One in four new cars bought by Australians could be electric as early as 2025 but governments should set a date for the end of petrol car sales to speed up the transition, energy experts recommend.
Australia also needs new policies to roll out vehicle chargers and put pressure on electric car prices, they say, and should recruit celebrities and sports stars to create the “biggest public mobilisation the nation has ever seen”.
The recommendations come from a group of experts set to appear at Energy Next, a two-day renewable energy event held in Sydney from July 18.
They also come three weeks after the federal government launched the National Electric Vehicle Strategy and announced new funding for highway vehicle chargers and green car loan subsidies.
EnergyLab chief executive Megan Fisher, who assists climate tech start-ups, said Australians were increasingly choosing electric vehicles even though they faced hurdles.
She predicted one in four new car sales would be electric in less than two years.
“Best estimates are a doubling each year which would have us at 25 per cent by 2025,” she said.
“We know we need to go faster but price point, availability and range anxiety are creating too much of a drag on EV adoption.”
But predictions among the group of 21 energy experts surveyed varied, with Wattwatchers spokesman Murray Hogwarth naming 2026 as the year Australia would see 25 per cent electric vehicle adoption but others, including EcoEnviro director Dr Richard Finlay-Jones and ACA Research senior account manager Amelia McVeigh not expecting the milestone until closer to 2030.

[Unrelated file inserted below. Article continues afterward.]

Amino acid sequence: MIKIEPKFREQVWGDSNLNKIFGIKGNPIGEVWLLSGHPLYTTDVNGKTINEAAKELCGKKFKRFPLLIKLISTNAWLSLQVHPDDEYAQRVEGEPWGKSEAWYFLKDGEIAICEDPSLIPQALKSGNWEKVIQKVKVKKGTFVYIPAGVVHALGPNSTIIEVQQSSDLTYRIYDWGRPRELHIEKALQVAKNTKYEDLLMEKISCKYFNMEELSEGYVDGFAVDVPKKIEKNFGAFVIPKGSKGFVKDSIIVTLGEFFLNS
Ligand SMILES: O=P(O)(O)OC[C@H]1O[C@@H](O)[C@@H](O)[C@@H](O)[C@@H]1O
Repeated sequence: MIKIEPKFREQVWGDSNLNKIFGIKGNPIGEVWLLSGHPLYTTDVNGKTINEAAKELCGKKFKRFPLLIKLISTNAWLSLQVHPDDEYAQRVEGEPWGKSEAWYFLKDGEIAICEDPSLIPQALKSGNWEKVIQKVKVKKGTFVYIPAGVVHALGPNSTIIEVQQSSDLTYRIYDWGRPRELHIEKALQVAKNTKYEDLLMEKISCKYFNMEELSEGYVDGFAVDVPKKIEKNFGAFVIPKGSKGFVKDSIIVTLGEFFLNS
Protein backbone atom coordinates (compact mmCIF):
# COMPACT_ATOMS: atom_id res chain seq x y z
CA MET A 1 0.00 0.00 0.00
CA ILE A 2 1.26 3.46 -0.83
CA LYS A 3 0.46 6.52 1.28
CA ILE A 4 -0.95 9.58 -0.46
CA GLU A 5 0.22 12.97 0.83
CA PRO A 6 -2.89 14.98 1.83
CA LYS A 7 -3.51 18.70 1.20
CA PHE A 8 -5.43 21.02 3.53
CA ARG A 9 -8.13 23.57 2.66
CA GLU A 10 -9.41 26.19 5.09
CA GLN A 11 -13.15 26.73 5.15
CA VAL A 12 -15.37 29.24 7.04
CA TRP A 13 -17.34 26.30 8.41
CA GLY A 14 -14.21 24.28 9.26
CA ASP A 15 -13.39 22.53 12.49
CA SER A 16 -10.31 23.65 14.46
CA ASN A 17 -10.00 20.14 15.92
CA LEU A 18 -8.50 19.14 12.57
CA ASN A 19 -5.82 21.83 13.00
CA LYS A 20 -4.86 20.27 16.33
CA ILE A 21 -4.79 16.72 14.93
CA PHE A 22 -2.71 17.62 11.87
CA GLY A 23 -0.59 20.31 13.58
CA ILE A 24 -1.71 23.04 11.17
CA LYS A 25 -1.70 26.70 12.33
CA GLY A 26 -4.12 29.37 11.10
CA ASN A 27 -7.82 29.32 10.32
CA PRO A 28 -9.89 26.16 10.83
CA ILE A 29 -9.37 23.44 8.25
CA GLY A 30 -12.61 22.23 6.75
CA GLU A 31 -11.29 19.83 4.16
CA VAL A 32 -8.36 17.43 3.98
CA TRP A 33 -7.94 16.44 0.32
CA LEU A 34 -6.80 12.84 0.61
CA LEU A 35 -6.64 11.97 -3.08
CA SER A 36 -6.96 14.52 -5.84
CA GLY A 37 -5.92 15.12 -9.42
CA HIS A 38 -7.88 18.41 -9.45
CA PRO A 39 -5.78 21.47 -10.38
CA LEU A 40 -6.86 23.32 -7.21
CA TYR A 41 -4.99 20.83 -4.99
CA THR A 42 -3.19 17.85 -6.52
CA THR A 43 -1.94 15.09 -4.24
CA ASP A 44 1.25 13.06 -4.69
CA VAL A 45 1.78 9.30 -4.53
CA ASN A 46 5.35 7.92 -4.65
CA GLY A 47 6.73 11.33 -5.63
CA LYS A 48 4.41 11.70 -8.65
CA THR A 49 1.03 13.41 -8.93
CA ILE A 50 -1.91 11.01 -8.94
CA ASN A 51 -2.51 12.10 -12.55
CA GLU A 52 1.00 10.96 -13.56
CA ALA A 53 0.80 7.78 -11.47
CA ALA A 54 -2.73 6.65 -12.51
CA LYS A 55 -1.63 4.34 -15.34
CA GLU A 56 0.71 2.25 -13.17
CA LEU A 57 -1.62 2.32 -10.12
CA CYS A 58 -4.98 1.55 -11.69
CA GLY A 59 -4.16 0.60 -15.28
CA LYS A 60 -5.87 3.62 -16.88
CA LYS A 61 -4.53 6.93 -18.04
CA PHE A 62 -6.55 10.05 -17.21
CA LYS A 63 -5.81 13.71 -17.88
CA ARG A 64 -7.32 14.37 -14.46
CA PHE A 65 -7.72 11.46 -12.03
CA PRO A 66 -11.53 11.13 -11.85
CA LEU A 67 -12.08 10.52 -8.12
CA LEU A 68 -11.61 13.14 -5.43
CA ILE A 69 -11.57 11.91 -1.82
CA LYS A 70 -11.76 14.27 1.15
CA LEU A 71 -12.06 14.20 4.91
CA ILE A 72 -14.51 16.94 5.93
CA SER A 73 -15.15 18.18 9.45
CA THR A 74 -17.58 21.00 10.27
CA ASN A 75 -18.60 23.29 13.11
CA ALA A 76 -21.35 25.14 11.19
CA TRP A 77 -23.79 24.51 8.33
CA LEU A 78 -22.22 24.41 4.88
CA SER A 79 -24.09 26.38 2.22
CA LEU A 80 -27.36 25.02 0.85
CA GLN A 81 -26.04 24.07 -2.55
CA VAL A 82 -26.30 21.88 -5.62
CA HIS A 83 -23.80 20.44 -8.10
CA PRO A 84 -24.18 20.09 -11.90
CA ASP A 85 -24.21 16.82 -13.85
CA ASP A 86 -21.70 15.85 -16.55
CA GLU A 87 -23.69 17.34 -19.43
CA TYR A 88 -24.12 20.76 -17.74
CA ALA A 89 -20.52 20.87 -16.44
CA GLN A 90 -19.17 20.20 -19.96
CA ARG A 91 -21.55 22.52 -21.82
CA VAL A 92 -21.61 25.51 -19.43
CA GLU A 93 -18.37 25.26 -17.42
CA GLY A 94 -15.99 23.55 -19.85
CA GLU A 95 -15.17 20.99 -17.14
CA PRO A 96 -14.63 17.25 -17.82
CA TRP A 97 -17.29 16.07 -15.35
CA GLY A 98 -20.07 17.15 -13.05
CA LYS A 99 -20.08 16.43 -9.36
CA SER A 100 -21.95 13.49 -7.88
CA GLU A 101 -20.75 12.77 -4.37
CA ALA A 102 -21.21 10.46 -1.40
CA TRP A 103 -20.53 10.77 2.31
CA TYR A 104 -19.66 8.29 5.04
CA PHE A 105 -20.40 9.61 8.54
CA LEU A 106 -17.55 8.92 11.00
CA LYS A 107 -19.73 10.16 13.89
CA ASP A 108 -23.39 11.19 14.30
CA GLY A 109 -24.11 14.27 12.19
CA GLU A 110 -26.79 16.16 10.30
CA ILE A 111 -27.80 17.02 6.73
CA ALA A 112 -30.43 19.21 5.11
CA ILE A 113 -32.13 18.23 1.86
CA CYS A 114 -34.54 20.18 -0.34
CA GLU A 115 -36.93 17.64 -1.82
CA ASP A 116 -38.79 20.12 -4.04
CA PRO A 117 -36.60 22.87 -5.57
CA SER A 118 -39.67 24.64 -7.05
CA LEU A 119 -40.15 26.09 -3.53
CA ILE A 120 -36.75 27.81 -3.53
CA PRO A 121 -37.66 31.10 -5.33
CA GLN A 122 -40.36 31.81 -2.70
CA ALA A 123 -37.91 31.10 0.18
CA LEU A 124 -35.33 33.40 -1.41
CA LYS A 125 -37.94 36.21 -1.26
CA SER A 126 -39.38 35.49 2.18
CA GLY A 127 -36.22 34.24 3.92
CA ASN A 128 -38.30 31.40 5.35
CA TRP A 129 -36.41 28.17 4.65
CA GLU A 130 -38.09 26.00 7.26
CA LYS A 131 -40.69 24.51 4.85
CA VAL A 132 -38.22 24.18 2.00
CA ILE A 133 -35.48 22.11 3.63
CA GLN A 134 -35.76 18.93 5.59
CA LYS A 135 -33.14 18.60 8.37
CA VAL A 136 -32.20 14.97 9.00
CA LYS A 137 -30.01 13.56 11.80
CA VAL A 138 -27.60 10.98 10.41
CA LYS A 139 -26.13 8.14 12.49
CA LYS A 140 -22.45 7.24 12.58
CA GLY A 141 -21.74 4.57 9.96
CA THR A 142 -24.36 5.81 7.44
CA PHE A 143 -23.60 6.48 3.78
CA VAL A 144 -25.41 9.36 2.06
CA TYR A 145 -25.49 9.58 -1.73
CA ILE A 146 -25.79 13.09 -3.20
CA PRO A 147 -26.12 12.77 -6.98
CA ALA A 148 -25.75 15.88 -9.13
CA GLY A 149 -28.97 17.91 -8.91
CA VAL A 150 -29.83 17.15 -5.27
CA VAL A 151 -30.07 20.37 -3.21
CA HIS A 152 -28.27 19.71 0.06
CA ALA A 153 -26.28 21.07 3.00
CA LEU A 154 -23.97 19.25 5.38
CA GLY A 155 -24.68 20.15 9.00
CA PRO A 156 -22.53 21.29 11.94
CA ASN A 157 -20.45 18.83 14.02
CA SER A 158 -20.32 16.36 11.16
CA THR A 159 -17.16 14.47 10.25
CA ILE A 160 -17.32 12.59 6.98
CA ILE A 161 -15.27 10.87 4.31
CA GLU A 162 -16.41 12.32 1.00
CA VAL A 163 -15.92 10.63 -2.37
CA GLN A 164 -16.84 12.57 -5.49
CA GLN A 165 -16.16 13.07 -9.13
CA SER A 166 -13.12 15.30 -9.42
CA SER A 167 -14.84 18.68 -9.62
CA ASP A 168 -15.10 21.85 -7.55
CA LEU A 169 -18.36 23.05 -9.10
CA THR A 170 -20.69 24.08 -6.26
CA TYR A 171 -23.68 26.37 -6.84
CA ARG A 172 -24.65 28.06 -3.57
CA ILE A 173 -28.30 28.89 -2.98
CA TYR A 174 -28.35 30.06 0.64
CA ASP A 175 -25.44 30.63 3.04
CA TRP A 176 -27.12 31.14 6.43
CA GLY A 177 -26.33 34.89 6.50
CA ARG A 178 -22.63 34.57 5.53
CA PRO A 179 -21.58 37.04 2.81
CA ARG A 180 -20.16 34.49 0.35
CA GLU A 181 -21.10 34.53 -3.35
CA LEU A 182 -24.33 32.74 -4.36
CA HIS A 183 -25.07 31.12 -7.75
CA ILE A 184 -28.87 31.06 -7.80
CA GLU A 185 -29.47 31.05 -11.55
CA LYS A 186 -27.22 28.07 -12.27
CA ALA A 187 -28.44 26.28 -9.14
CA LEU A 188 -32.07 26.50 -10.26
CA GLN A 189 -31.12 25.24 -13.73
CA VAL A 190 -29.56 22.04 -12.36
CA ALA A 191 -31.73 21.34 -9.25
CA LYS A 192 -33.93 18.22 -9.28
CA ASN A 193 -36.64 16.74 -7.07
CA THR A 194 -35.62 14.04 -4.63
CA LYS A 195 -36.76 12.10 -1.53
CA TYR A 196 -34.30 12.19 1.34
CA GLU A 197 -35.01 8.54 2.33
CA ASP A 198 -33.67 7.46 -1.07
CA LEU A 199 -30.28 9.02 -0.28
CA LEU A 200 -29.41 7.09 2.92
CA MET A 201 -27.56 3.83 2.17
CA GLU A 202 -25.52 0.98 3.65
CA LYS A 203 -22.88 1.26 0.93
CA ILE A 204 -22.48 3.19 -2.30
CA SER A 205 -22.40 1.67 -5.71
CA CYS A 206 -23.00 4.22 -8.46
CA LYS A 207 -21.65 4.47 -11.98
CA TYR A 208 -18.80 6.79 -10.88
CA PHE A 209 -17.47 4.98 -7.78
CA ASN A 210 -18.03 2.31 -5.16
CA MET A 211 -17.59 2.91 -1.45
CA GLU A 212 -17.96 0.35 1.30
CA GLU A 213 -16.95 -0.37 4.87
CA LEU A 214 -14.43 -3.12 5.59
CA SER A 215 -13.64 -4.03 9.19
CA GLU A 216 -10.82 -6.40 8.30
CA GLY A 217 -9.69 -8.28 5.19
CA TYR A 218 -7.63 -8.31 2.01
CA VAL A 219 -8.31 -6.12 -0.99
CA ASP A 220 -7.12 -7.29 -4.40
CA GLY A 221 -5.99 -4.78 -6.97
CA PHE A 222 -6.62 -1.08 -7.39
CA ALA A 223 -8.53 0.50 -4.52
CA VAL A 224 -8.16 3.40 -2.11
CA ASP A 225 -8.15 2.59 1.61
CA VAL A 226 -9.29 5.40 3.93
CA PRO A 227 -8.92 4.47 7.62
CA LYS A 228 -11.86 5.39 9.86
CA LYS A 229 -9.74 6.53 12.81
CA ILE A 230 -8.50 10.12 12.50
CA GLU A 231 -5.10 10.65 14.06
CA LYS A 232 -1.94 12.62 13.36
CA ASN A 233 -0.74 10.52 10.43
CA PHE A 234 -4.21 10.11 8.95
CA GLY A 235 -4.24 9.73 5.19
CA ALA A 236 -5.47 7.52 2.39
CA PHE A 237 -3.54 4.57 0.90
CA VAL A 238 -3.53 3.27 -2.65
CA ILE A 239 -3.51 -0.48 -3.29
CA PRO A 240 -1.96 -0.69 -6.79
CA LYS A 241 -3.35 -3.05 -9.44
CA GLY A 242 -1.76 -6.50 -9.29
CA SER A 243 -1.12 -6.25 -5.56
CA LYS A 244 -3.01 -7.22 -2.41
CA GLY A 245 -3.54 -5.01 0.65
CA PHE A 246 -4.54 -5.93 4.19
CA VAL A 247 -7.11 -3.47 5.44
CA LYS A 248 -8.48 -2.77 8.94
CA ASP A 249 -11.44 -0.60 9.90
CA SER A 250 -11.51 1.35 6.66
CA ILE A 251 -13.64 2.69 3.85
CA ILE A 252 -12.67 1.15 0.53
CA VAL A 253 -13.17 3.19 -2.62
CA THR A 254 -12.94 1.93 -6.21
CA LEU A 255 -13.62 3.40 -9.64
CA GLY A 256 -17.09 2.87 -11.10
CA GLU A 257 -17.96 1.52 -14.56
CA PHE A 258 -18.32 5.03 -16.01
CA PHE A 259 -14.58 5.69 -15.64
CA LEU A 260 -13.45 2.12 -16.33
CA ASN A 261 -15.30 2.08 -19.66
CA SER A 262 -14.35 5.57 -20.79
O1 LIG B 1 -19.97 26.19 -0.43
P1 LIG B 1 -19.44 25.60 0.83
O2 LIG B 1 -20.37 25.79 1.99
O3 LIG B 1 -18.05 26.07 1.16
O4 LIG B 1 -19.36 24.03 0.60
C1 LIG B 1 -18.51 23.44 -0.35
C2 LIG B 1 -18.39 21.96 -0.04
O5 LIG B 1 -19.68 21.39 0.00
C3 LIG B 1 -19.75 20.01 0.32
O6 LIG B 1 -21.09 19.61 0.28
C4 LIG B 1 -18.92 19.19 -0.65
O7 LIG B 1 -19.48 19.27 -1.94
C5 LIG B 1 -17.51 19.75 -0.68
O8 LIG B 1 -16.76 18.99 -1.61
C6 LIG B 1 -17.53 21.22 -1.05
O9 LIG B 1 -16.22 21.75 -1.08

Electric vehicle sales reached eight per cent in Australia during April, up from 3.8 per cent in 2022.
Ms McVeigh said changing sentiment towards electric vehicles made forecasts difficult and with the new national policy, state incentives and greater demand altered expectations.
“Looking at those in the market for a new vehicle in the next 12 months, over one fifth are considering an EV,” she said.
“EV costs are coming down, with analysts predicting price parity on at least some models by 2025.”
But Brett Milne from renewable energy firm Karit said the adoption of electric vehicles was still too slow and more states should introduce a deadline to ban the sale of petrol and diesel cars.
“To speed up this transition, Australia needs to ban the import of (internal combustion engine) vehicles as early as possible through emissions standards or other means and put in place incentives that equalise the cost of an EV with a similar standard ICE car,” he said.
“Consumers should be able to shift from their current standard of ICE vehicle to a similar standard of EV with no price or quality penalty.”
The ACT is the only Australian jurisdiction to name a date for the end of petrol and diesel new car sales, though a growing list of countries have set a deadline including Norway, China, the UK, US and countries in the European Union.
Other recommendations from the energy experts included incentives for petrol stations to install electric chargers, a higher luxury car tax threshold to reduce prices and a star-studded public information campaign Mr Hogwarth said should “make the nation’s electrification journey the biggest public mobilisation the nation has ever seen”.
(Australian Associated Press)